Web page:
The e-Reader continues to enjoy modest growth and peoples love affair with reading on the go, continues. Anyone who has ever ravenously devoured a trilogy of books, one after the other can attest, e-readers are far easier on the eyes than a tablet. When it comes to e-readers, people have fonder memories of their experiences, than any other device.
e-Reader sales peaked in 2011 when Sony, Nook, Kobo and Amazon were heavily competing against each other in a very hot sector. At the end of 2011 28 million e-readers were sold and sales have been sliding ever since. Only 15 million devices were sold in 2013 and 19.9 million units in 2012. Research firms are optimistic about 2014 sales, due to a bunch of new markets opening. Honestly though, e-Readers are very mature now, with only a handful of top players that make money doing it.
When it comes right down to it, e-readers are one of the few tech devices on the market that are future-proof. Many people have a Kindle 2 or Kindle 3 and are quite happy with their purchases. I personally know about a hundred people that are enamored with their PRS 650, which is about four years old now. New e-Reader models often have barely noticeable differences between the previous generation and the current one. We often see faster page turns, a faster processor and more RAM. Aside from the front-lit technology that came out a few years ago, there is seldom a compelling reason to buy another e-reader.
We asked the question what your favorite e-reader memory was, on a recent Facebook entry. Here is what we got; Julie Semple Stam mentioned “It was when I knew for sure that I preferred e-books over paper ones. I was stuck reading a paper book and touched a word and couldn’t figure out why the definition didn’t pop up. I started laughing and had to explain to the others in our lunchroom what I had just done.”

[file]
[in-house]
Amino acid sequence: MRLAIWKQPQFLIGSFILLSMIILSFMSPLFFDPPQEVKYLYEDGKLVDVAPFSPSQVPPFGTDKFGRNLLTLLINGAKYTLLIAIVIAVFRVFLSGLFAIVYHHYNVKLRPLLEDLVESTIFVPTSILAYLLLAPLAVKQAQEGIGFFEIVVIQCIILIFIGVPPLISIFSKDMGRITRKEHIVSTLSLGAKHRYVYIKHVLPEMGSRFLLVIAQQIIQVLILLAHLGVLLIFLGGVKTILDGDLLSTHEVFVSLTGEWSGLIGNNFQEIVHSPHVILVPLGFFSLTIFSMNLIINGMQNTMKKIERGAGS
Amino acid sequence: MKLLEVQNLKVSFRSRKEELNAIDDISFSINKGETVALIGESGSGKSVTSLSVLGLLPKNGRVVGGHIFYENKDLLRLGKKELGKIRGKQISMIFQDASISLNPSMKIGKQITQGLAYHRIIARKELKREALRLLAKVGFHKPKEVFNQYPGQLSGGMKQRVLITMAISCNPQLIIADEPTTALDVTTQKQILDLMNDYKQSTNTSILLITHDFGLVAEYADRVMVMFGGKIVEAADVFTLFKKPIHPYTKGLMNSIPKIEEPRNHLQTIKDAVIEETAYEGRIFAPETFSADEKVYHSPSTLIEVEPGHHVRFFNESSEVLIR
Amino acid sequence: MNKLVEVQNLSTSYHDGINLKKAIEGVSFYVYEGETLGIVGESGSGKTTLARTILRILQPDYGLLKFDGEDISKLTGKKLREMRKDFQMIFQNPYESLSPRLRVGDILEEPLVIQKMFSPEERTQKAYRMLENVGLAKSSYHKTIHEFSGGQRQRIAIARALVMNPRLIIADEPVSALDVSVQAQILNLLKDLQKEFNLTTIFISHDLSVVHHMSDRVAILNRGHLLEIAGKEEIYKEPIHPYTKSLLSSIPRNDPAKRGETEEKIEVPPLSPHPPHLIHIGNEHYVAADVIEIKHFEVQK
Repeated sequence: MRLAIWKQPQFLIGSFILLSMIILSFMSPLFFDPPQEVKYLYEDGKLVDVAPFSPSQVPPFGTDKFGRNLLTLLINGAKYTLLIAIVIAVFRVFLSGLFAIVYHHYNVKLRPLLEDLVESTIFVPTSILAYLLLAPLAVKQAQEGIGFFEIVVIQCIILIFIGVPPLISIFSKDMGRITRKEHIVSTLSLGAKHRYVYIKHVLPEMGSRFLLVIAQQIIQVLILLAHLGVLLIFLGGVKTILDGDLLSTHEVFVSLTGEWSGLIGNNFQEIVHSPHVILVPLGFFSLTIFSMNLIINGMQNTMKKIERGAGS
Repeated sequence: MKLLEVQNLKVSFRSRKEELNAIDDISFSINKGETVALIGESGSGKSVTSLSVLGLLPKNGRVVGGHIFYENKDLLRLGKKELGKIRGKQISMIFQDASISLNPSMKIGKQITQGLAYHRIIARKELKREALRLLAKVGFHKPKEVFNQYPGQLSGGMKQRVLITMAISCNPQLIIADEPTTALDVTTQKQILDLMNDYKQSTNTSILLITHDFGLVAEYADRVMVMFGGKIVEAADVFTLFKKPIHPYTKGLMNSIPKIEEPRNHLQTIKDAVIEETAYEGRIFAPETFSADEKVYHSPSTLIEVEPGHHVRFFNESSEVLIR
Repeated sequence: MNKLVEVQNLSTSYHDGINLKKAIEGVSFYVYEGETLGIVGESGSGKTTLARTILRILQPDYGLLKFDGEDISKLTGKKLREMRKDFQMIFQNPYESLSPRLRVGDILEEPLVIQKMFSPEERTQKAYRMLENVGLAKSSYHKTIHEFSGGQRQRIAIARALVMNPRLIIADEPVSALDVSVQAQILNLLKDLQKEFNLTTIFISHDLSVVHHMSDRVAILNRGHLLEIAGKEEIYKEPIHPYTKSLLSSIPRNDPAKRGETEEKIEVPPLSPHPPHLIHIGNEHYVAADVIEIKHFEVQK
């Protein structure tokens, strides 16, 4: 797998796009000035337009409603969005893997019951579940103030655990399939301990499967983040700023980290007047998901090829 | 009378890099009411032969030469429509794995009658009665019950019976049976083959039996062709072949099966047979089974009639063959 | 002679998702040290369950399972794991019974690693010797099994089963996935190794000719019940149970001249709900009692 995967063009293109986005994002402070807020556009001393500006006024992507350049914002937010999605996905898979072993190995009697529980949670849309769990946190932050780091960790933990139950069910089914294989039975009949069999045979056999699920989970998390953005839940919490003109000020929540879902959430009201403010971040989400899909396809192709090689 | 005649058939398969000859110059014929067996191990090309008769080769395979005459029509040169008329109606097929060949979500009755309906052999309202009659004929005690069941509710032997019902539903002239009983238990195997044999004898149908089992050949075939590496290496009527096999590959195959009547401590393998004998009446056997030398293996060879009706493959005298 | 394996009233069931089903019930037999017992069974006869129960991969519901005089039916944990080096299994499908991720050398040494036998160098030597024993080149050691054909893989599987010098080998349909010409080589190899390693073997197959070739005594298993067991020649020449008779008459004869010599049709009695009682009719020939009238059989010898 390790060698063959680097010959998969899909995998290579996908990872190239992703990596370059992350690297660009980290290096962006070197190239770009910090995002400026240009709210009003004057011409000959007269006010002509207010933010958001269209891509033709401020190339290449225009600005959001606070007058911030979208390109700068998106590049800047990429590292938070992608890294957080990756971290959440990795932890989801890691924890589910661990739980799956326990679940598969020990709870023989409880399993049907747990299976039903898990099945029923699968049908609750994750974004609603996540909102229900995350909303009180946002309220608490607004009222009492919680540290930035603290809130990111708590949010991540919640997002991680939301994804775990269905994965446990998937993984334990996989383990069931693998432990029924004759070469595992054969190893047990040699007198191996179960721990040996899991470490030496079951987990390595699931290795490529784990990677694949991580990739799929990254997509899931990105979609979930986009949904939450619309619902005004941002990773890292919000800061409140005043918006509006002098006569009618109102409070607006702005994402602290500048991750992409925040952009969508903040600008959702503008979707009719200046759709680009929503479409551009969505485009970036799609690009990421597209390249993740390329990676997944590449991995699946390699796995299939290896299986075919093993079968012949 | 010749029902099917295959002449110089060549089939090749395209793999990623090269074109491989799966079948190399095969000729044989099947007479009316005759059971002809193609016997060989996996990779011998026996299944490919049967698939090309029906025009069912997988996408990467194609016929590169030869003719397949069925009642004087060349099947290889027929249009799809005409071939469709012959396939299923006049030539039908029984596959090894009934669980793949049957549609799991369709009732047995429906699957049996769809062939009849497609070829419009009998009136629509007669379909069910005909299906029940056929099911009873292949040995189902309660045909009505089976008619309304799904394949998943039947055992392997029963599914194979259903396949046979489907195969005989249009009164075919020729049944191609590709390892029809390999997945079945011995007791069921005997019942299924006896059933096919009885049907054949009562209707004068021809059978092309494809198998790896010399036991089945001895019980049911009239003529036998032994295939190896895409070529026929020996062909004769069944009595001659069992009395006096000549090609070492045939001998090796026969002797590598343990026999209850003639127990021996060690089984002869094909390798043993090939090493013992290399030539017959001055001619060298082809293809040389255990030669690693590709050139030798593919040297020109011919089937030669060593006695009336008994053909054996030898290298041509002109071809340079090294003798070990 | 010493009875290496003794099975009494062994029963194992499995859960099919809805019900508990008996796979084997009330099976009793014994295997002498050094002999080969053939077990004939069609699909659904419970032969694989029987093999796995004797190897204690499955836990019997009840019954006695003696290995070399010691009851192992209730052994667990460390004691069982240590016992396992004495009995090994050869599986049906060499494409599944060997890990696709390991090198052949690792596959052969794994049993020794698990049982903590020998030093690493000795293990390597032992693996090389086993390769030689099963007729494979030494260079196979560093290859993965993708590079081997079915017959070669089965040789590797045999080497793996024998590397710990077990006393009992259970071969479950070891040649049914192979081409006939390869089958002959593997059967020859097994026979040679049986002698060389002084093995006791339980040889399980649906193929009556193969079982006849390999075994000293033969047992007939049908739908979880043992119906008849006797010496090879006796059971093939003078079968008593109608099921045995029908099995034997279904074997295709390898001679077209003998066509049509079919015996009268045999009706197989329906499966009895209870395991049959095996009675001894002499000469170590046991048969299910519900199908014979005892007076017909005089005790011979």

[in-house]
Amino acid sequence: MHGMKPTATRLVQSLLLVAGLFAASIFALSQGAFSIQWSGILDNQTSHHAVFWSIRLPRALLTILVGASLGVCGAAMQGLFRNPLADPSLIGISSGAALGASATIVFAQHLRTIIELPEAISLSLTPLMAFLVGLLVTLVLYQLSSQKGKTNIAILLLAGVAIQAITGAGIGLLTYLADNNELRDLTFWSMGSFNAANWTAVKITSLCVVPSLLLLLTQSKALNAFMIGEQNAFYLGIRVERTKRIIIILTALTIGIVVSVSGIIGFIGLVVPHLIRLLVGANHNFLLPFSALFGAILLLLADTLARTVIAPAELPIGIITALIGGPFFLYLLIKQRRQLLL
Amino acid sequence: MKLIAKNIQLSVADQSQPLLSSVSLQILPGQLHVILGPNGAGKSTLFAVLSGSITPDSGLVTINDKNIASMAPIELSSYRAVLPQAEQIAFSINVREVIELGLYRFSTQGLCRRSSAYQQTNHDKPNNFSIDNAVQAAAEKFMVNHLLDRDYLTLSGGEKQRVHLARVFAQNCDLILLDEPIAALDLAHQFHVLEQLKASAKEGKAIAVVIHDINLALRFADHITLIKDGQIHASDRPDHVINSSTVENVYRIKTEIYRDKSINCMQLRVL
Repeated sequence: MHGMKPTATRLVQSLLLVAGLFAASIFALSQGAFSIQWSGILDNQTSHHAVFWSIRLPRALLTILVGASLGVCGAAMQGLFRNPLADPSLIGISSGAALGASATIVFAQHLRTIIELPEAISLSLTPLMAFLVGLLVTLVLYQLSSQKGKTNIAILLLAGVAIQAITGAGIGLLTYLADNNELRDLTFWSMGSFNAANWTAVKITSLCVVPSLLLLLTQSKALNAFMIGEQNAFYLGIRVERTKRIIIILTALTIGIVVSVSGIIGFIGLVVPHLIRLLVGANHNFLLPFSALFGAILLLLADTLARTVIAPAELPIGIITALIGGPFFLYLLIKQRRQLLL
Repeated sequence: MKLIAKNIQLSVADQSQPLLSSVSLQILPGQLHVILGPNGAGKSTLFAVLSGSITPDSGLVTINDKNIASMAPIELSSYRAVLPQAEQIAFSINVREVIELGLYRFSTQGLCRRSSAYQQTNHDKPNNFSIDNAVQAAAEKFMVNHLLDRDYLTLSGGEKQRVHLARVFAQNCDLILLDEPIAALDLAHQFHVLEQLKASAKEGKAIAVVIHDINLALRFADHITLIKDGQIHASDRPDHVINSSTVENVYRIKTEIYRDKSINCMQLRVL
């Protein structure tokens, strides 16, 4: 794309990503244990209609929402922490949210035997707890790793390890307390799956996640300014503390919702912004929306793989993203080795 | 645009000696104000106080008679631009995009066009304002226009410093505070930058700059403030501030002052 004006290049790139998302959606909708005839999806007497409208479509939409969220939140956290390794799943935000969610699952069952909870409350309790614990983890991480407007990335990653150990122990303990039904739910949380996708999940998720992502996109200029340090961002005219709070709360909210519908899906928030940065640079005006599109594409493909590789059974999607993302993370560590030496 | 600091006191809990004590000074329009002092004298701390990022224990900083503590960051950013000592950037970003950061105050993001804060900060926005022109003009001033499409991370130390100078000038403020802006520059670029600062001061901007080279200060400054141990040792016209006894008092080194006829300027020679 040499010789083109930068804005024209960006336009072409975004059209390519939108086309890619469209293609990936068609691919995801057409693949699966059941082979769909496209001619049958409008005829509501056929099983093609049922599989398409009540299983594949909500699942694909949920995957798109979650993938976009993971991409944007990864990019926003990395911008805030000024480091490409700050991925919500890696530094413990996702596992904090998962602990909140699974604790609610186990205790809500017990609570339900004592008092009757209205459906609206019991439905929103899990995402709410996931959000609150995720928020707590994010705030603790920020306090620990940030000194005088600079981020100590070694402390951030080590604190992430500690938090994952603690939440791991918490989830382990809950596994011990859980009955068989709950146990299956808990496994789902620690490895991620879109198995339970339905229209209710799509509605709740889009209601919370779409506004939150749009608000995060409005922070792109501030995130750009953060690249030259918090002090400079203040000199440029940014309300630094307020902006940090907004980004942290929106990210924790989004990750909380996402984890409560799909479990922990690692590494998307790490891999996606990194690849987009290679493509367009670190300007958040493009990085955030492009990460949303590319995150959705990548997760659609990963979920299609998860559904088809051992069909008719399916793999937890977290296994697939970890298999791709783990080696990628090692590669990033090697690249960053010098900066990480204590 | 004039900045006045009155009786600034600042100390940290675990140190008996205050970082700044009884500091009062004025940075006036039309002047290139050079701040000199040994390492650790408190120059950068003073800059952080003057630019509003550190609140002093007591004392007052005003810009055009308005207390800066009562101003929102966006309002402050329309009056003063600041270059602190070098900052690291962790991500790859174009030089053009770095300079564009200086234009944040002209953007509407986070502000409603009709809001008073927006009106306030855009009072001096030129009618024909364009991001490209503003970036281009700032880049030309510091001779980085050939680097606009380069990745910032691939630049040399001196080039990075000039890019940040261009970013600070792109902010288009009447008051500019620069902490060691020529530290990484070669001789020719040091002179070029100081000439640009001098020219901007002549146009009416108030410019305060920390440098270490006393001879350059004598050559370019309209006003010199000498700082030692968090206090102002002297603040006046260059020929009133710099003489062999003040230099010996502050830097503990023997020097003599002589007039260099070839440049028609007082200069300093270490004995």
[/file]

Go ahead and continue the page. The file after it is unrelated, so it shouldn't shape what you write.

Ruth Soukup said “When the Kindle first came out several years ago, I turned up my nose. After all, I was a purist. I love real books, I insisted. I want to feel them in my hands while I’m reading and see them on my shelf when I’m done. I liked the visual reminder of what I’ve read, liked the experience of reading a BOOK, not some silly electronic gizmo.
But then, about three years ago, I was doing some research on a particular topic and the only books I could find on the subject were Kindle books. After hemming and hawing for a while, then searching around some more and still finding nothing, I finally broke down and ordered the cheapest Kindle option I could get (only $69!)
To say it changed my life is not an exaggeration.
To my utter surprise, I absolutely loved reading books on my Kindle. In the years since, I have ordered two more Kindles for my own family, and have given them as graduation gifts to three of my college-bound nieces and nephews. I went from wondering how anyone could give up real books to wondering how I ever lived without one. After giving it some serious thought, I realized there are seven main reasons I now love reading my Kindle even more than regular books”
Michele Friedman provided an amusing antidote “Rolling over on my first Kindle in the middle of the night and breaking it which forced me to immediately get out of bed at 3 am and call Amazon to see how I could either fix it or get another one ASAP. They sold me a new one at a huge discount and had it to me within a day or two and sent me prepaid labels to send my old one back to them. I can’t live without my Kindle.”
Sanket Dhingra weighed in “Haven’t got to do this myself even though I have a Kindle, but experienced someone else doing it. This dates back 2 years when Kindle wasn’t even being sold in India at brick and mortar stores. A guy actually brought one to Delhi Metro tube and many asked him what sort of tablet is that. He was amazed when I told him I like Kindle too and am planning to get one. He was relieved to finally find someone he didn’t have to explain.”
Friend of Good e-Reader, Ryno Bones had a bit different of an experience ” One of my friends gave me a Kindle 2 about four years ago. Had a couple of mediocre books on it so I immediately connected it to Amazon to spend a few bucks on books I knew I couldn’t live without. Nothing happened. Kept getting errors. Finally called Amazon’s tech support about it. Turned out the dang thing was stolen. To save face I bought a Kindle 3.”